Karzai said "regrettably, over the last year, our efforts to fight narcotics have proved inadequate."
The new report by the Vienna-based UN Office on Drugs and Crime (UNODOC) predicts poppy cultivation will jump 59 percent in 2006, with an expected harvest of some 6,000 tons of opium.
That amounts to 92 percent of the world's supply.
UNODOC chief Antonio Maria Costa presented the report to Karzai in person on September 2. Costa called the report "very alarming" and said Afghanistan is "increasingly hooked on its own drug."
Costa said southern Afghanistan is showing the symptoms of collapse, with widescale drug cultivation and trafficking, insurgency and terrorism, crime, and corruption.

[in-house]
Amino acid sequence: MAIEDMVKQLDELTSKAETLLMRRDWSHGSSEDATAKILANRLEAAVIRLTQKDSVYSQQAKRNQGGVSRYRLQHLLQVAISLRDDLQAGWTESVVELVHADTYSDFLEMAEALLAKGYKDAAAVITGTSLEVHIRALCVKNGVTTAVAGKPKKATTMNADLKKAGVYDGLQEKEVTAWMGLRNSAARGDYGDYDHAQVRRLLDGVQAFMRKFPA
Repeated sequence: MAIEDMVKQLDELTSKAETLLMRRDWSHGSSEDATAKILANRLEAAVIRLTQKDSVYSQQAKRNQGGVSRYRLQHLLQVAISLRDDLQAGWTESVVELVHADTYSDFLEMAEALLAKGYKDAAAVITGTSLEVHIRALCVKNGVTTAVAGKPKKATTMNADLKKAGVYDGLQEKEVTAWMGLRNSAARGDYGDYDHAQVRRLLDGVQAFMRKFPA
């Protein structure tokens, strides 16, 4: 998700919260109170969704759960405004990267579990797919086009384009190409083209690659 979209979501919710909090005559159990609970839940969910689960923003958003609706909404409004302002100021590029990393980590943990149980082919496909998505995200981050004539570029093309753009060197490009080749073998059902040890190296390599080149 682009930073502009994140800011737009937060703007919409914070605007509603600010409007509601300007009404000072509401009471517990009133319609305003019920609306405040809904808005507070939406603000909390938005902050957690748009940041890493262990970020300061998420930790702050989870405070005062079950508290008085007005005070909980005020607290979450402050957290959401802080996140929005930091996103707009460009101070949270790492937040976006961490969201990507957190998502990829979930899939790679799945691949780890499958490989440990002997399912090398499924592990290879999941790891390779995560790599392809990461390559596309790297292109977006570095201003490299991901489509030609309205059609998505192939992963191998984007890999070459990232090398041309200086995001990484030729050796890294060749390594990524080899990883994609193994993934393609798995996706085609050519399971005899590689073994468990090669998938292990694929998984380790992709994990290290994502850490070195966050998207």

Shortly before the report was released, a senior U.S. counternarcotics official warned that the illicit trade in opium and heroin threatens to destroy Afghanistan's fledgling democracy.
Doug Wankel, director of the U.S. counternarcotics task force in Afghanistan, said on September 2 that the country could be "taken down" by its drugs problem and evolve from its current narco-economy into a narco-state.
OPIUM FARMING ON THE RISE Despite a nationwide program by the Afghan government to eradicate opium-poppy fields and offer farmers alternative crops, international experts say that the 2006 opium crop will be as much as 40 percent larger than the previous year's. Afghanistan is the largest producer of opium in the world, and the source of as much as 90 percent of Europe's heroin.(more)